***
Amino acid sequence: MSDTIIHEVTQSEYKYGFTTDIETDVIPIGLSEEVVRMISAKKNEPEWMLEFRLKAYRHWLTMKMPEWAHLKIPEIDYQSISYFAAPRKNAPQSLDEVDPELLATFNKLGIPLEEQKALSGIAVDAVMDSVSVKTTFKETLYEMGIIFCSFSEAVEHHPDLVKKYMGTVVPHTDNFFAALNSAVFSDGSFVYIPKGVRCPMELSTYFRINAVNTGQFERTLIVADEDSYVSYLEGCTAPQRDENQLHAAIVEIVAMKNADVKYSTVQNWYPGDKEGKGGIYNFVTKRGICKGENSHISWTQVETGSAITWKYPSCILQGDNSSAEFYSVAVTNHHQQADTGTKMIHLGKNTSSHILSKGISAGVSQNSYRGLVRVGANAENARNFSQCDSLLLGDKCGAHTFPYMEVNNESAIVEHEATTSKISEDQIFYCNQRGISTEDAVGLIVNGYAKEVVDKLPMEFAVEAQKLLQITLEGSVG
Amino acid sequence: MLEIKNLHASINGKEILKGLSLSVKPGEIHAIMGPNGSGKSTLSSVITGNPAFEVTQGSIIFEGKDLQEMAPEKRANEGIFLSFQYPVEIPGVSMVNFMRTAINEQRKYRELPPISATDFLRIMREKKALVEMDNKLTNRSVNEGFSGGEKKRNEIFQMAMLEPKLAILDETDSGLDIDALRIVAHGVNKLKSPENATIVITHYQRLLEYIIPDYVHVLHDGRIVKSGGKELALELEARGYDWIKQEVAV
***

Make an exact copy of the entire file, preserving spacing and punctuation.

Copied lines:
Amino acid sequence: MSDTIIHEVTQSEYKYGFTTDIETDVIPIGLSEEVVRMISAKKNEPEWMLEFRLKAYRHWLTMKMPEWAHLKIPEIDYQSISYFAAPRKNAPQSLDEVDPELLATFNKLGIPLEEQKALSGIAVDAVMDSVSVKTTFKETLYEMGIIFCSFSEAVEHHPDLVKKYMGTVVPHTDNFFAALNSAVFSDGSFVYIPKGVRCPMELSTYFRINAVNTGQFERTLIVADEDSYVSYLEGCTAPQRDENQLHAAIVEIVAMKNADVKYSTVQNWYPGDKEGKGGIYNFVTKRGICKGENSHISWTQVETGSAITWKYPSCILQGDNSSAEFYSVAVTNHHQQADTGTKMIHLGKNTSSHILSKGISAGVSQNSYRGLVRVGANAENARNFSQCDSLLLGDKCGAHTFPYMEVNNESAIVEHEATTSKISEDQIFYCNQRGISTEDAVGLIVNGYAKEVVDKLPMEFAVEAQKLLQITLEGSVG
Amino acid sequence: MLEIKNLHASINGKEILKGLSLSVKPGEIHAIMGPNGSGKSTLSSVITGNPAFEVTQGSIIFEGKDLQEMAPEKRANEGIFLSFQYPVEIPGVSMVNFMRTAINEQRKYRELPPISATDFLRIMREKKALVEMDNKLTNRSVNEGFSGGEKKRNEIFQMAMLEPKLAILDETDSGLDIDALRIVAHGVNKLKSPENATIVITHYQRLLEYIIPDYVHVLHDGRIVKSGGKELALELEARGYDWIKQEVAV